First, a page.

3. Model Parameterization and Regularization
The time dependence of core field coefficients up to spherical harmonic degree n = 20 is described by order 6 Bsplines with a 6month knot separation and fivefold knots at the endpoints, t = 1997.0 and t = 2010.0. This yields 27 interior knots (at 1997.5, 1998.0,…, 2009.5) and 6 exterior knots at each endpoint, 1997.0 and 2010.0, resulting in 31 basic Bspline functions, M_{ l }(t). Internal field coefficients for degrees n = 21–60 are static. Timedependent terms (for degrees n = 1–20) and static terms (for n = 21– 60) together results in a total of 16,920 internal Gauss coefficients.
Largescale external (magnetospheric) sources are parameterized in a manner similar to the CHAOS2 model, with an expansion of the remote magnetospheric sources (magnetotail and magnetopause) in Geocentric Solar Magnetospheric (GSM) coordinates (up to n = 2) and of near magnetospheric sources (magnetospheric ring current) in the Solar Magnetic (SM) coordinate system (also up to n = 2). The time dependence of degree1 magnetospheric terms in SM coordinates is parameterized by the E_{st} and I_{st} indices (Maus and Weidelt, 2004; Olsen et al., 2005). In addition, we solve for largescale timevarying degree1 external coefficients in bins of 12 hours length (for ), or 5 days length (for ), similar as for the CHAOS2 model. This gives a total of 6,411 external coefficients (6,151 for CHAOS3 α, due to the slightly shorter time span).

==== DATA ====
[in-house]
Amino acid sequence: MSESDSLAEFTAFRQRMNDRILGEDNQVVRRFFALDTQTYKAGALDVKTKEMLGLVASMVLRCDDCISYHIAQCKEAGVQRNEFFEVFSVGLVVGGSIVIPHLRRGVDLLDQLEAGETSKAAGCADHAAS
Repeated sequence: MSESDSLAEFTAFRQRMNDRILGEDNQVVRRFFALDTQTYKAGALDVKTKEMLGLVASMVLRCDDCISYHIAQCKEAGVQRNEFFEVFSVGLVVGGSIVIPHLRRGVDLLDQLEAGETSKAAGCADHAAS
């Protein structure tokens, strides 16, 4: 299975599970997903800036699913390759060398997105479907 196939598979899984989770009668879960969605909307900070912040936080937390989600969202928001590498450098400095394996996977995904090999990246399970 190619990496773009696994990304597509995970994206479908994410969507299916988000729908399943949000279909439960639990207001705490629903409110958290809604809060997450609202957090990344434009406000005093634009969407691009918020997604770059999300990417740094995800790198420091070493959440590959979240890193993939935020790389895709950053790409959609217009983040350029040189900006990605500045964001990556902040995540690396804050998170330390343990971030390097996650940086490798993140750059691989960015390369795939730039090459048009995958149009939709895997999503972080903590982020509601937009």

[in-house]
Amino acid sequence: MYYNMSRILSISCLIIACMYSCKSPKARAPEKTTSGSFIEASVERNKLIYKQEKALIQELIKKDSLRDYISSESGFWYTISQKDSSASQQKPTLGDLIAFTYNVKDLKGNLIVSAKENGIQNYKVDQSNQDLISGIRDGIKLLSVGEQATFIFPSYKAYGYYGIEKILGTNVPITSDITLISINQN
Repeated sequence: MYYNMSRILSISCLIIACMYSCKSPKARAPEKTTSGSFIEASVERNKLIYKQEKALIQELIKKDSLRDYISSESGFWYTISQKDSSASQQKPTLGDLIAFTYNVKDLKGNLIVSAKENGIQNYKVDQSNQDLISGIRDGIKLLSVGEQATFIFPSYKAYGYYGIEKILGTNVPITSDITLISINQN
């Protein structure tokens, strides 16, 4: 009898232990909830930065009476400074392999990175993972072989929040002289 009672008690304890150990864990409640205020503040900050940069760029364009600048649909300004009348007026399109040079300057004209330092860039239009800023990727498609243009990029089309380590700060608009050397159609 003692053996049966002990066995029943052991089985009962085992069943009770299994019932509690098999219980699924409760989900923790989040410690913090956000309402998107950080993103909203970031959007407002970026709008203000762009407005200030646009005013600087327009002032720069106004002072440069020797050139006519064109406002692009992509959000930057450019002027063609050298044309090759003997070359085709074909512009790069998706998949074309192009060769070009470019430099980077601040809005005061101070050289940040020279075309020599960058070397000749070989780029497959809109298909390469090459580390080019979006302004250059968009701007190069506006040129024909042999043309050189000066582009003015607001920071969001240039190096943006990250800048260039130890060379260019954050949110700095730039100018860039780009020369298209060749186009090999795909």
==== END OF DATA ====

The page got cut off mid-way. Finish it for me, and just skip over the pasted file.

As part of the field modeling we also perform an inflight instrument calibration and solve for the Euler angles of the rotation between the coordinate systems of the vector magnetometer and of the star sensor providing attitude information. For the Ørsted data, this yields two sets of Euler angles, while for CHAMP we solve for Euler angles in bins of 10 days (i.e. 213 sets of angles). This yields additional 3 × (2 + 213) = 639 model parameters (618 for CHAOS3α). The total number of model parameters is 16,920 + 6,411 + 639 = 23,970 (23,689 for CHAOS3 α).
These model parameters are estimated by means of a regularized Iteratively Reweighted LeastSquares approach using Huber weights, minimizing the cost function
where m is the model vector, the residuals vector e = d_{obs} − d_{mod} is the difference between observation d_{obs} and model prediction d_{mod}, and is the data covariance matrix. Details can be found in Olsen et al. (2009). and are block diagonal regularization matrices which constrain the third, respectively second, order time derivatives of the core field. minimizes the mean squared magnitude of , integrated over the core surface dΩ (radius c = 3485 km) and averaged over time: